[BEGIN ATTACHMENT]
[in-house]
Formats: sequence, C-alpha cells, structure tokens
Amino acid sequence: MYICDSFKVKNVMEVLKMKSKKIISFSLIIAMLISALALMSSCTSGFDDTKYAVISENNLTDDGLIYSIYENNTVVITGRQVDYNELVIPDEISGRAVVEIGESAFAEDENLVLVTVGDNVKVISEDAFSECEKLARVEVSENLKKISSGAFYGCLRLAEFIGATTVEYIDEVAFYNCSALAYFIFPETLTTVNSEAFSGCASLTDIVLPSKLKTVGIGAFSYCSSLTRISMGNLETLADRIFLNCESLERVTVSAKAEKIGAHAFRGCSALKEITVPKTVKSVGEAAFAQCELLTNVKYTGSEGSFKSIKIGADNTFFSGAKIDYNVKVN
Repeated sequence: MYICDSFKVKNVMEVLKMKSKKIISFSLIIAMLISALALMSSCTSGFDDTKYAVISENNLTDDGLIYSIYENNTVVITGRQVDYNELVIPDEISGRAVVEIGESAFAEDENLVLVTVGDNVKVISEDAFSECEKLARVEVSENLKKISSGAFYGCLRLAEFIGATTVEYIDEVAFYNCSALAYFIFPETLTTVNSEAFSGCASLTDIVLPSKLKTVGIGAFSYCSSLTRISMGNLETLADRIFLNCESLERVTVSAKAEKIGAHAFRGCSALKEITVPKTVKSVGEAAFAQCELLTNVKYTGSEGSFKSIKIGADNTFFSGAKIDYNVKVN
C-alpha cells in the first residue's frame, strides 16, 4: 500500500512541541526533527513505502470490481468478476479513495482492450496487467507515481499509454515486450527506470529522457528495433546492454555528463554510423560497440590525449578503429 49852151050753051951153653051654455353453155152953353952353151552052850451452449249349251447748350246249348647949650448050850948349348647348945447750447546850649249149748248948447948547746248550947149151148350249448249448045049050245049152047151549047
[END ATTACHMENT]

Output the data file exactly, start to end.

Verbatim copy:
[in-house]
Formats: sequence, C-alpha cells, structure tokens
Amino acid sequence: MYICDSFKVKNVMEVLKMKSKKIISFSLIIAMLISALALMSSCTSGFDDTKYAVISENNLTDDGLIYSIYENNTVVITGRQVDYNELVIPDEISGRAVVEIGESAFAEDENLVLVTVGDNVKVISEDAFSECEKLARVEVSENLKKISSGAFYGCLRLAEFIGATTVEYIDEVAFYNCSALAYFIFPETLTTVNSEAFSGCASLTDIVLPSKLKTVGIGAFSYCSSLTRISMGNLETLADRIFLNCESLERVTVSAKAEKIGAHAFRGCSALKEITVPKTVKSVGEAAFAQCELLTNVKYTGSEGSFKSIKIGADNTFFSGAKIDYNVKVN
Repeated sequence: MYICDSFKVKNVMEVLKMKSKKIISFSLIIAMLISALALMSSCTSGFDDTKYAVISENNLTDDGLIYSIYENNTVVITGRQVDYNELVIPDEISGRAVVEIGESAFAEDENLVLVTVGDNVKVISEDAFSECEKLARVEVSENLKKISSGAFYGCLRLAEFIGATTVEYIDEVAFYNCSALAYFIFPETLTTVNSEAFSGCASLTDIVLPSKLKTVGIGAFSYCSSLTRISMGNLETLADRIFLNCESLERVTVSAKAEKIGAHAFRGCSALKEITVPKTVKSVGEAAFAQCELLTNVKYTGSEGSFKSIKIGADNTFFSGAKIDYNVKVN
C-alpha cells in the first residue's frame, strides 16, 4: 500500500512541541526533527513505502470490481468478476479513495482492450496487467507515481499509454515486450527506470529522457528495433546492454555528463554510423560497440590525449578503429 49852151050753051951153653051654455353453155152953353952353151552052850451452449249349251447748350246249348647949650448050850948349348647348945447750447546850649249149748248948447948547746248550947149151148350249448249448045049050245049152047151549047